Greek, Greeks, Greece, and Hellenism lie at the heart of Modern Greek Studies. “Modern” distinguishes the subject from ancient Greek, which people usually designate as “Greek.” Modern means Greek after 1452, especially Greek of the past two centuries. But what exactly defines the Greek? Is it language? people? geography? civilization? history? region? religion? customs? tradition? political organization? social structure? Or does the “Greek” refer to Greek ideals articulated by philosophers, writers, and travelers from Lord Byron to Henry Miller? Modern Greek Studies covers all of these subjects. Greece is a product of cultural mixing, of the streaming together of ideas, customs, languages, knowledge, and people in Southern Europe and the Eastern Mediterranean. Located at the confluence of civilizations since antiquity, Greece has always benefited from this blending. Students of Greece, encounter the cultural crucible of the Mediterranean basin. Greek culture is also the product of Greek migrations. Greek diasporas are an important subject of Modern Greek Studies.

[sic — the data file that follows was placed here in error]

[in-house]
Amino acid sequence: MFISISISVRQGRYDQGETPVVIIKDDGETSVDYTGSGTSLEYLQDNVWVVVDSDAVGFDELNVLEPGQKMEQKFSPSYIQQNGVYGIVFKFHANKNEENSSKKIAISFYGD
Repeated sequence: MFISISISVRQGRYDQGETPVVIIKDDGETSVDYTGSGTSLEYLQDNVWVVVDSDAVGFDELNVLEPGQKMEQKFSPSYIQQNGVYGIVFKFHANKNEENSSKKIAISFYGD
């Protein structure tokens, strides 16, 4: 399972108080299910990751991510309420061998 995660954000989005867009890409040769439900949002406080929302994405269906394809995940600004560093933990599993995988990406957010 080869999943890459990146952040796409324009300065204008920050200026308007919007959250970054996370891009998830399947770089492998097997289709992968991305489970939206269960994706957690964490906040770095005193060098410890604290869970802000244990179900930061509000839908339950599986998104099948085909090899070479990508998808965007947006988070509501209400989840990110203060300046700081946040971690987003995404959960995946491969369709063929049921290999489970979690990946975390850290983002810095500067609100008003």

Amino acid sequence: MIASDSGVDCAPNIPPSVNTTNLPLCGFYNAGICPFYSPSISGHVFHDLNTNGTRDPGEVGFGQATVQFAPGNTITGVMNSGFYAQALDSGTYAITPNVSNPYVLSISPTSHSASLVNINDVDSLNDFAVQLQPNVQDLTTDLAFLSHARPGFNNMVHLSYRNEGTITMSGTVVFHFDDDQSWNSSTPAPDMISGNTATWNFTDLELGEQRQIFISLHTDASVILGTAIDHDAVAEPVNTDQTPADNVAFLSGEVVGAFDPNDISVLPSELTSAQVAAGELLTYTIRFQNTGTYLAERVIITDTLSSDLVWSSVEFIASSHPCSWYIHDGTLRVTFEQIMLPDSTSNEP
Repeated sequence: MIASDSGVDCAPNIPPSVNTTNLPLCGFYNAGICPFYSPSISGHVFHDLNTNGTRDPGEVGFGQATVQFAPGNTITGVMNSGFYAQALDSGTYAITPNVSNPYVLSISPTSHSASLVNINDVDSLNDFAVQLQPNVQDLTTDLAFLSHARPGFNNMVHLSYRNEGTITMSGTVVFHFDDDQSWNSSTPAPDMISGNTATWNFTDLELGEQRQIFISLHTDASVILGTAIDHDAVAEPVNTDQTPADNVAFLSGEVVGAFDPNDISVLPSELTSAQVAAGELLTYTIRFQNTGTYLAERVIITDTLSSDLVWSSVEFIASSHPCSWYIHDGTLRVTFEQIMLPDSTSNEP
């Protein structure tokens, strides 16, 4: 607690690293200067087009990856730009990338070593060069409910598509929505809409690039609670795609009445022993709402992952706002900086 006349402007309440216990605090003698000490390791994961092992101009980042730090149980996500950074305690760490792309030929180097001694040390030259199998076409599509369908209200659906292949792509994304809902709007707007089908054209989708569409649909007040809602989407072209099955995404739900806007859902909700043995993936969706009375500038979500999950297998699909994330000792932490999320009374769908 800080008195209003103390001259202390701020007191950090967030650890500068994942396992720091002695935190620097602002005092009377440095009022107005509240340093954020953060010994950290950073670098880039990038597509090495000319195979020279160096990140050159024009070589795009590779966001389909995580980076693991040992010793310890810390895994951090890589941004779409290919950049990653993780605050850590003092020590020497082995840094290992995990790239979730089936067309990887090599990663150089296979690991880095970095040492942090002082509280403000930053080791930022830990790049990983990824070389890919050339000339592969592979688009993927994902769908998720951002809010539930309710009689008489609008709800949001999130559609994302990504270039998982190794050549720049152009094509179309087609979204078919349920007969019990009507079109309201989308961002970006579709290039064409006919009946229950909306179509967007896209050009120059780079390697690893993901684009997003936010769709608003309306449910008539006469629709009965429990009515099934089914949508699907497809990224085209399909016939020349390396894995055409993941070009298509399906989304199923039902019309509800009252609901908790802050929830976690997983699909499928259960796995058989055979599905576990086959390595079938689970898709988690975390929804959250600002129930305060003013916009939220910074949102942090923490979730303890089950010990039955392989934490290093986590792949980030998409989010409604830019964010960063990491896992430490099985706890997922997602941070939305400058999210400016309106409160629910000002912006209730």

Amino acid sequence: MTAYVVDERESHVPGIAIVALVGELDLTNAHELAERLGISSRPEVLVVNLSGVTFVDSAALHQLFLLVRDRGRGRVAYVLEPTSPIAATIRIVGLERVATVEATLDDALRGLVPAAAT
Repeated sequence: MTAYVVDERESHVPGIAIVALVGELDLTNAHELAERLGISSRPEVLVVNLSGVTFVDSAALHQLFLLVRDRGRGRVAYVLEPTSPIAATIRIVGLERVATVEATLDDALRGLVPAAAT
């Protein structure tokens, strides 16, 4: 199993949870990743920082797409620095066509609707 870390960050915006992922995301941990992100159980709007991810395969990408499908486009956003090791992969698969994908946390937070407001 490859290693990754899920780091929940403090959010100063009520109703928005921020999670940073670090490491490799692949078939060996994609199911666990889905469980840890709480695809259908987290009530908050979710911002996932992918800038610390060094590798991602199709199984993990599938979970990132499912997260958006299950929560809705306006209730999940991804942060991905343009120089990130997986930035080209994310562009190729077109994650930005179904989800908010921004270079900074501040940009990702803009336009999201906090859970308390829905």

To people interested in current questions of identity, modernity, continuity, hegemony, politics, diaspora, geography, ethics, and historical understanding, the Hellenic tradition constitutes an incomparable cross-cultural field of learning and investigation. Greek studies includes the interdisciplinary examination of Greek literature, history, thought and culture from antiquity to the present, as well as the influences of that civilization on other histories and cultures through the centuries. The study of Greece is not limited to the Eastern Mediterranean but covers the continuous movements, appropriations, and transformations of Hellenism on a global scale.